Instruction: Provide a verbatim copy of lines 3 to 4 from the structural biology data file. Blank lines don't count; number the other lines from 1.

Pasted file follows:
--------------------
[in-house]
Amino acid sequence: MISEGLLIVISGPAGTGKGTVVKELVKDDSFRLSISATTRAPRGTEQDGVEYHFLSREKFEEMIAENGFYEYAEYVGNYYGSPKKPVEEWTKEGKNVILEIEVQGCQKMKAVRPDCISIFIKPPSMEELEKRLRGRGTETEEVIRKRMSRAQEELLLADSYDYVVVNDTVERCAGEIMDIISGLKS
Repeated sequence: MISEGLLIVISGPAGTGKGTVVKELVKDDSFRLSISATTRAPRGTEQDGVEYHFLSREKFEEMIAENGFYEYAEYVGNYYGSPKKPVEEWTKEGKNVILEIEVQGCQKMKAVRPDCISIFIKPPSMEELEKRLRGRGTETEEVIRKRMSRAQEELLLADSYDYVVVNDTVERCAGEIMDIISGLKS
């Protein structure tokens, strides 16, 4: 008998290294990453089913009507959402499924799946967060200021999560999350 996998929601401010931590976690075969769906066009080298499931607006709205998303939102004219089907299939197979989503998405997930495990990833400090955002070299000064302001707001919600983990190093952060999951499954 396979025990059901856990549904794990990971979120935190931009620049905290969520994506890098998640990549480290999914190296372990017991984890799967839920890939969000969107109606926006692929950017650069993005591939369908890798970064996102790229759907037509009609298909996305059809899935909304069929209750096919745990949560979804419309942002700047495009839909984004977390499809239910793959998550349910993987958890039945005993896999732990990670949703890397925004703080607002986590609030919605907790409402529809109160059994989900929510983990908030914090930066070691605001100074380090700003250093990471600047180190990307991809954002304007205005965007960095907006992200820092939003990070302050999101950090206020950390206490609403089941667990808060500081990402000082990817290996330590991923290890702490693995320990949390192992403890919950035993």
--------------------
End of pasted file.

Repeated sequence: MISEGLLIVISGPAGTGKGTVVKELVKDDSFRLSISATTRAPRGTEQDGVEYHFLSREKFEEMIAENGFYEYAEYVGNYYGSPKKPVEEWTKEGKNVILEIEVQGCQKMKAVRPDCISIFIKPPSMEELEKRLRGRGTETEEVIRKRMSRAQEELLLADSYDYVVVNDTVERCAGEIMDIISGLKS
């Protein structure tokens, strides 16, 4: 008998290294990453089913009507959402499924799946967060200021999560999350 996998929601401010931590976690075969769906066009080298499931607006709205998303939102004219089907299939197979989503998405997930495990990833400090955002070299000064302001707001919600983990190093952060999951499954 396979025990059901856990549904794990990971979120935190931009620049905290969520994506890098998640990549480290999914190296372990017991984890799967839920890939969000969107109606926006692929950017650069993005591939369908890798970064996102790229759907037509009609298909996305059809899935909304069929209750096919745990949560979804419309942002700047495009839909984004977390499809239910793959998550349910993987958890039945005993896999732990990670949703890397925004703080607002986590609030919605907790409402529809109160059994989900929510983990908030914090930066070691605001100074380090700003250093990471600047180190990307991809954002304007205005965007960095907006992200820092939003990070302050999101950090206020950390206490609403089941667990808060500081990402000082990817290996330590991923290890702490693995320990949390192992403890919950035993």